A local developer has submitted plans for a six-story residential building in the India Street neighborhood of Portland, an area of intense planning efforts over the last few years.

The Luminato Condominium would consist of 26 units of ownership condos, which would be built on top of a basement parking garage at 167 and 169 Newbury St. Unit prices would begin in the $200,000 range for a one bedroom to the $400,000 range for three-bedroom units.

Developer Chip Newell described the units as market rate, but indicated that the goal was to make the mortgage payment equal to what someone would pay for a new apartment in the city. He hopes the project will be affordable to young professionals and in some ways address the city’s shortage of workforce housing.

“We think that what Portland needs is exciting housing for young professionals and that’s what we’re trying to create,” Newell said.

The housing project is being proposed at a time when the City Council is closely examining ways to address a housing shortage that is driving up rents and pricing many middle-income earners out of the city. The situation was detailed in the Portland Press Herald’s “No Vacancy” series.

The project is being planned on the same site that S. Donald Sussman, a wealthy hedge-fund manager and philanthropist, received planning approvals for a condo project that never got off the ground. Newell said he bought three parcels from Sussman in late 2015, but declined to provide details.

Newell said two vacant three-story apartment buildings at 167 and 169 Newbury St. would be demolished, while a three-unit building at 42 Hampshire St. would remain. Two of those units are occupied, but the third unit is being converted into an office.

The $8 million project would be subject to three ordinances that were adopted or modified in recent years.

First, it would be subject to the city’s inclusionary zoning ordinance, adopted in October, which requires all new housing developments of 10 or more units to include one unit of workforce housing. Newell said the two mandatory workforce housing units would be located on Hampshire Street.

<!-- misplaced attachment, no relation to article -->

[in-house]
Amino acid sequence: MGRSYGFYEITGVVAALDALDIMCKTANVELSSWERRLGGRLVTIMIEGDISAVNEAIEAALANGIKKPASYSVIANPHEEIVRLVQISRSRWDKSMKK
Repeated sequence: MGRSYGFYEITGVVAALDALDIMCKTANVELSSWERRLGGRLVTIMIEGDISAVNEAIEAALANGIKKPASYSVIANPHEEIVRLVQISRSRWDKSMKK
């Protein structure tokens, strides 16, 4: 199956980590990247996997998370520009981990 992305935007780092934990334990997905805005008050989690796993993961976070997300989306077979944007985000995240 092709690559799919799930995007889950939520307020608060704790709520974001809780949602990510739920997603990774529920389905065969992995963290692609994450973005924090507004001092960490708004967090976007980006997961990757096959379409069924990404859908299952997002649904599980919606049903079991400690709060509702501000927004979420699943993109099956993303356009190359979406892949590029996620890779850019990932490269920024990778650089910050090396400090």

Since one of the Hampshire Street units is being converted into an office, the project triggers the housing replacement ordinance, a rule adopted in 2002 and amended in January that either requires developers to pay a nearly $65,000 fee for every displaced unit or replace the unit. Newell said the unit will be replaced in the new condo building.

Finally, this is the first project to be reviewed under the new form-based code, adopted in November, which is more concerned with how a building looks, rather than its use.

Newell said the project would include 16 one-bedroom units, which would range in size from 500 to 740 square feet. There would also be about six two-bedroom units, ranging from 1,000 to 1,100 square feet, and four three-bedroom units, ranging from 1,500 to 1,800 square feet.

The underground parking garage would accommodate 27 vehicles, according to planning documents filed with the city.

Newell, who partnered with Sussman to build 118 Congress St., a high-end condo complex aimed at wealthy baby boomers, said interest in the new development is strong, despite the fact he has not advertised it. He said 35 to 40 people have already expressed interest.

India Street is one of Portland’s most historic neighborhoods. It was the site of Portland’s first settlers, and was burned to the ground on three occasions. Once established, it became a vibrant neighborhood of newly arrived immigrants and was once referred to as “Little Italy.”

India Street, combined with East Bayside, is the city’s smallest neighborhood with less than 1,000 units of housing and 2,460 residents, which is 3.7 percent of the city’s total population of 66,000. The two neighborhoods, which share a census tract, are also the most diverse, with nearly 46 percent of the residents being non-white, compared to 14 percent citywide, and one of the poorest.

However, those demographics are shifting. The India Street neighborhood has been the center of some of the most ambitious condo developments in recent years.


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